You get – deep breath – wrist-based heart rate tracking, built-in GPS, smartphone notifications, all day activity tracking, personalized training programs via the app, varying color options and battery life for a week of use with an hour’s run per day – and breathe.

The round face is designed to be attractive enough for daily wear, while the water-resistant build should mean you don’t need to take it off much. The Polar Flow app plays nice with other fitness services, so you should be able to transition across painlessly – well, apart from the pain of running, of course.

5. Garmin Forerunner 30

A lot of features for a low price

GPS: Yes | Connectivity: Bluetooth | Battery: 8 hours with GPS | Waterproof: Water resistant (5ATM)

GPS and heart-rate tracking on a budget

Move ID activity detection is cool

Lifeless display

Unattractive design

The Garmin Forerunner 30 is a simple and affordable running watch that squeezes in round-the-clock heart rate tracking, GPS tracking, automatic activity detection and up to 8-hours of battery life in activity mode (5 days in total).

It delivers smartphone notifications if you desire and, if you wish to leave your phone at home, automatically upload workouts whenever you reconnect via Bluetooth.

Like the Forerunner 35, it’s not really a looker, but the multi-sport tracker offers some serious value for money.

6. Suunto Ambit3 Run

Rugged partner for off-road running discovery

GPS: Yes | Connectivity: Bluetooth | Battery: 15 hours with GPS

Great for trail runners

Solid build

No built-in HR monitor

Quite complicated to use

If you’re a dogged trail runner rather than a city slicker, the Suunto Ambit3 Run, with a rugged, off-road design and a sporty finish and plenty of fun features, could be the GPS running watch for you.

The cool ‘Run a POI’ and ‘Run a Route’ features let you scan online repositories for good routes to run, making this watch ideal for discovery and running off the beaten track.

Unfortunately, there’s no built-in heart rate monitor, so you’ll need a separate chest strap, but runners will benefit from fast GPS pick up.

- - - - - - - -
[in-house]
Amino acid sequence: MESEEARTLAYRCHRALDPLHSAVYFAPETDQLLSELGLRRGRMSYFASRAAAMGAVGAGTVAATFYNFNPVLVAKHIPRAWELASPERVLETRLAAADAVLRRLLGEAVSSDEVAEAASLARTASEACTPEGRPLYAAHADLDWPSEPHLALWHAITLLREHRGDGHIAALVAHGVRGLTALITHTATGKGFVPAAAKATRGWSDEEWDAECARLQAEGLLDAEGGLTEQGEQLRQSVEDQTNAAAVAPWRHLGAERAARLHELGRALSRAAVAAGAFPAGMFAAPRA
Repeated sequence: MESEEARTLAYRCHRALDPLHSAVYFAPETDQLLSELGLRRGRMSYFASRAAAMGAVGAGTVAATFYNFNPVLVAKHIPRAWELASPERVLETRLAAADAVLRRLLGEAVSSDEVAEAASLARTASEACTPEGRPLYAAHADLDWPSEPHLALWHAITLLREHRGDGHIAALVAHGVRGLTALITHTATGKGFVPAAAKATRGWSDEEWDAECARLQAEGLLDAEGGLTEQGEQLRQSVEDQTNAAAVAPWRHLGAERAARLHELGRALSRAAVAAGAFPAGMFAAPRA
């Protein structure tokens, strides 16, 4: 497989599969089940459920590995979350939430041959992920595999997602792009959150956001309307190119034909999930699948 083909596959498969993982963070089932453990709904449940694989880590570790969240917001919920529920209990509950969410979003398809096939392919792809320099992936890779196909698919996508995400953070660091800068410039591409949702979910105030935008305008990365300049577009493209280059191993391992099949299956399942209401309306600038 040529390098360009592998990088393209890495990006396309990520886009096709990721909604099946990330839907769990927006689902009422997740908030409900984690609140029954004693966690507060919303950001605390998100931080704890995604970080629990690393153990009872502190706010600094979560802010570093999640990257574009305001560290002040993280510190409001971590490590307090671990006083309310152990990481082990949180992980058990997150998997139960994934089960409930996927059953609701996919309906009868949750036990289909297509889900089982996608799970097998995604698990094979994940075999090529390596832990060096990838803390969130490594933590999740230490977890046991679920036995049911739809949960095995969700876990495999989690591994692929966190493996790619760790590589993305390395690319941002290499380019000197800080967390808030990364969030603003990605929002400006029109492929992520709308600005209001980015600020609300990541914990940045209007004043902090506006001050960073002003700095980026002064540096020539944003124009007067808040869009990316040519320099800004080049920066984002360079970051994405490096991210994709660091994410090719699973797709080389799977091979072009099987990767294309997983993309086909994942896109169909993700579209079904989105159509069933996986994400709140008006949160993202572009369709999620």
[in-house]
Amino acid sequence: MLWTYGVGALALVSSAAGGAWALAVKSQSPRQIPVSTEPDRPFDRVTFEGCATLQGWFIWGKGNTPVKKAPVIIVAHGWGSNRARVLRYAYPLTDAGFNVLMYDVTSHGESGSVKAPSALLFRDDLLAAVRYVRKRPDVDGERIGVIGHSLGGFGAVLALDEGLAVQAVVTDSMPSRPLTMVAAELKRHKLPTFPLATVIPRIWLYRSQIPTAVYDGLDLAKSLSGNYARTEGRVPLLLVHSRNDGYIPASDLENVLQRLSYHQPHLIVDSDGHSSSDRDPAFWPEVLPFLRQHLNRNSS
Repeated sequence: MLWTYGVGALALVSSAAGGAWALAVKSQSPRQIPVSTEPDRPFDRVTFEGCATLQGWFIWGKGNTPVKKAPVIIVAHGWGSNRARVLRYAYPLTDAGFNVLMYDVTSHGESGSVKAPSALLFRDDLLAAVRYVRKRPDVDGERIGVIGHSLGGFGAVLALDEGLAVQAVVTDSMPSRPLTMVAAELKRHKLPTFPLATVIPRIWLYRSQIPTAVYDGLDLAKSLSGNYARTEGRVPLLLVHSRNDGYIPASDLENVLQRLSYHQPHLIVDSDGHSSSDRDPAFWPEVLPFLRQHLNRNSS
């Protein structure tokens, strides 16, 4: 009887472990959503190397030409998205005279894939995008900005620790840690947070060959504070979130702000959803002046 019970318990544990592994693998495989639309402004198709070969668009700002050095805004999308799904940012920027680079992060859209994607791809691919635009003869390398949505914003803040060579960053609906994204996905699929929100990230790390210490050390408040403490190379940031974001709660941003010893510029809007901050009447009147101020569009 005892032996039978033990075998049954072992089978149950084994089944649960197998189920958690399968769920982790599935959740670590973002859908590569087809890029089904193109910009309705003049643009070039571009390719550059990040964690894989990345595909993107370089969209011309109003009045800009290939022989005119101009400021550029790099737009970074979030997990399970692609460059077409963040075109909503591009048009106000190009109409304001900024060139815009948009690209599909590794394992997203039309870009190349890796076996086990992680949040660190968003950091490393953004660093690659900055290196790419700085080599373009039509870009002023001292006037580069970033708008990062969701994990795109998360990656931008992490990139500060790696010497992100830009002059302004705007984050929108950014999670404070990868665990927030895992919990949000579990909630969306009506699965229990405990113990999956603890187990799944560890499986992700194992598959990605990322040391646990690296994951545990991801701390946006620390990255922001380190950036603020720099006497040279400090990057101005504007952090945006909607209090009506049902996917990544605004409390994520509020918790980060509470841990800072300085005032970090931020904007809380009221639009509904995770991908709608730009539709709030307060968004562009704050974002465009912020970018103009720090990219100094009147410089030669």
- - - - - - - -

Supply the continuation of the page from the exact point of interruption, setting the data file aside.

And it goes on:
7. Garmin Forerunner 35

Good range of features at entry level price

GPS: Yes | Connectivity: Bluetooth | Battery: 13 hours with GPS | Waterproof: Water resistant (5ATM)


Waterproof to 50m

Bland 1.2-inch display

Blocky design

The affordable Garmin Forerunner 35 packs in plenty of the high-end features you’d find on Garmin’s elite running watches but at a more wallet-friendly price.

In addition to a large array of running metrics, the GPS-based wearable includes an optical heart-rate monitor, smart notifications (calls and messages) and activity tracking, meaning you’ll get a full picture of your daily motion, not just running.

It may lack some of the advance running dynamics tools you get on watches like the Garmin Forerunner 635 (stride length, for example) and seasoned runners may need a more powerful HR sensor, but it’s perfect for new runners or those dipping their toes into the world of wearable tech.

8. Polar M430

Best running watch under £200

GPS: Yes | Connectivity: Bluetooth | Battery: 8 hours with GPS | Waterproof: Water resistant to 30 metres (WR30)

Great for goal-based runners

Good battery life

Annoying charging lead

Some smartphone syncing issues

A significant upgrade on the best-selling M400, the newer Polar M430 adds improved heart-rate tracking, pin-point accurate GPS and the addition of sleep tracking.

The mid-range watch sits enticingly at under £200 ($230, AU$330) and delivers enough to cater for Couch-to-5Kers and serious marathon runners alike. The M430 boast all the usual run-tracking but also offers additional features such as sleep tracking, a simple Fitness Test to chart your progress and recommended recovery times.

A relatively recent update added a find-your-way-home feature, giving you the freedom to run off the beaten track.

The design is a little retro, the screen is basic and you won’t get all of the elite features you get with the Polar V800 or a top-end Forerunner. Still, at this price, there’s more than enough to satisfy most runners.

About James Stegall